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Ely
Ely, Counselor at Law
Category: Legal
Satisfied Customers: 100582
Experience:  Private practice with focus on family, criminal, PI, consumer protection, and business consultation.
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My parents run a textile print factory. Recently, the salesman

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My parents run a textile print factory. Recently, the salesman turned the employees against us, who all quit simultaneously. The printman messed with our sublimation printing machine before he left so it doesn't work and we are unable to print sublimation. The designer took our books full of designs over a course of ten years, designs that weren't even created by him. Our CTP machine, which had been working fine until then, also mysteriously stopped working and we had to hire a technician to come and fix it. There was a cut wire inside and the password XXXXX the computer servers had been changed. They all left to work at the salesman's new factory. What course of legal action can we take against these people?
Hello friend. My name is XXXXX XXXXX welcome to JustAnswer. Please note: (1) this is general information only, not legal advice, and, (2) there may be a slight delay between your follow ups and my replies.

I am very sorry for your situation. How malicious. It never surprises me how malicious people can be.

To sue in a state court, one needs to have a "cause of action." There are numerous causes of action, such as "breach of contract," "negligence," "fraud," "unjust enrichment," etc., as well as causes of action rooted in statutory law. Every state has their own although they are very similar to each other in every state because they all stem from the same common law. A pleading in Court needs at least one cause of action, although it is not unusual to have more than one.

Here, this may qualify for the following:

1) Trespass to Chattel. Trespass to chattel lies where an intentional interference with the possession of personal property has proximately caused injury. Thrifty-Tel, Inc. v. Bezenek, 46 Cal. App. 4th 1559 - Cal: Court of Appeal, 4th Appellate Dist., 3rd Div. 1996.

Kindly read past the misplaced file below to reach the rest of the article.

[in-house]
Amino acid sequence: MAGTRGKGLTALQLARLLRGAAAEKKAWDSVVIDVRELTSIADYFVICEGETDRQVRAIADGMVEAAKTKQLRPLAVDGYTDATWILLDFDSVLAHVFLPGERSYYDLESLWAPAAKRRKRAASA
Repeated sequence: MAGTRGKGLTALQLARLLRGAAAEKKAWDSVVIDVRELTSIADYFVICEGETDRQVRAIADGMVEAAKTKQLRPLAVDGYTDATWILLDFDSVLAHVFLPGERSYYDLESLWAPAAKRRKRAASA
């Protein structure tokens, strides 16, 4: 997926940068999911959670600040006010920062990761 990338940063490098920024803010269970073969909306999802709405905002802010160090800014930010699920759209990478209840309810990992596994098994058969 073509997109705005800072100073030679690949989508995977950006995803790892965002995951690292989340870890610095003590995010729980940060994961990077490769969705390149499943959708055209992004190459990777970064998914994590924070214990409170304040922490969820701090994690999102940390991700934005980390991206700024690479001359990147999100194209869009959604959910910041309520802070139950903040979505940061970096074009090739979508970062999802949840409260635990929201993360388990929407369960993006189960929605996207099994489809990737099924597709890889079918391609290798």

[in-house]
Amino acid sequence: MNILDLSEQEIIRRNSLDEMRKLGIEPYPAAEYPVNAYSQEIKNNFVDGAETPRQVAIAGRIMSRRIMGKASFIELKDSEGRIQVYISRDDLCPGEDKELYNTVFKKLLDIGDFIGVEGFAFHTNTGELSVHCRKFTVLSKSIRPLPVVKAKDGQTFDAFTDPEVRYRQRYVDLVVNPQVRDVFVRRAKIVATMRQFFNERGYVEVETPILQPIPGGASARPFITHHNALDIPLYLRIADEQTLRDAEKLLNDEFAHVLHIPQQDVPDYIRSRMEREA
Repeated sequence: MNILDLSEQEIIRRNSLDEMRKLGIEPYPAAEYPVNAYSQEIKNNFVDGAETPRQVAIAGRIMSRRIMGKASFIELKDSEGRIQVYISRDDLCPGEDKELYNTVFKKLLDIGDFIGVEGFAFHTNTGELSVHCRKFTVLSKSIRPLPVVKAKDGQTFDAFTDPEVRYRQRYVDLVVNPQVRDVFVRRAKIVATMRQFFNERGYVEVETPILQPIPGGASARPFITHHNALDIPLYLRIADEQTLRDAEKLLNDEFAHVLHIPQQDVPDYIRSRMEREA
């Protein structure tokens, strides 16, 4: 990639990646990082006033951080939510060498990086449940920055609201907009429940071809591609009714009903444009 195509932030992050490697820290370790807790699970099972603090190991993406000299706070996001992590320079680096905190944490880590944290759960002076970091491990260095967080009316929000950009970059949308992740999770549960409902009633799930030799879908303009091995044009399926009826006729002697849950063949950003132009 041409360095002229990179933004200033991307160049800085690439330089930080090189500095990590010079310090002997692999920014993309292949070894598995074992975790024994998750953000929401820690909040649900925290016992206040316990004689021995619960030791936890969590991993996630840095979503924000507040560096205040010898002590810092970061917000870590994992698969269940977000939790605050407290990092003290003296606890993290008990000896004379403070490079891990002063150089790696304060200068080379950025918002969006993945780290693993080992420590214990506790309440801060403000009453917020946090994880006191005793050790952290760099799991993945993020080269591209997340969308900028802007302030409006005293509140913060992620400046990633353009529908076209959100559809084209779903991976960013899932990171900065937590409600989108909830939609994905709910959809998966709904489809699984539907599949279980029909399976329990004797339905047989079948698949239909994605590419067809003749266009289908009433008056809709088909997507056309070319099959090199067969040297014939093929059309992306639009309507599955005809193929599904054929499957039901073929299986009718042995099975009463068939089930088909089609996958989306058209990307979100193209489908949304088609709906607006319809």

2) Tortious interference with actual/prospective business. This is when their actions are meant to hurt current/future business. Della Penna v. Toyota Motor Sales, USA, Inc., 902 P. 2d 740 - Cal: Supreme Court 1995 (general overview).

Punitive damages may also be requested aside from actual damages in loss of business and to fix the items.

I hope this helps and clarifies. Good luck.

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Customer: replied 3 years ago.

What are some ways we could provide proof for the two causes of action?

K,

This becomes subjective and is on a case by case basis. In the end, if there is any evidence at all such as surveillance footage (it may be introduced) or witnesses, they can testify. This will help. If not, then it is your word against theirs and whoever can be most convincing wins. The onus would be on the company to prove the case by a preponderance of the evidence, which is 51% or over. This becomes very subjective.

Gentle Reminder: Please use the REPLY button to keep chatting, or RATE and submit your rating when we are finished.
Customer: replied 3 years ago.

So would the receipt from the technician with the diagnostic of the CTP machine count as evidence that can be used? The network password XXXXX been changed so that although the CTP machine had been fixed, the technician had been unable to connect the computers to the machine. The only person who handled the computers had been the printman's assistant. We unfortunately do not have any surveillance footage of them.

Kris,

So would the receipt from the technician with the diagnostic of the CTP machine count as evidence that can be used?

Yes. This would be helpful and may work as compelling evidence, of course in the end, it depends on the Judge/Jury.

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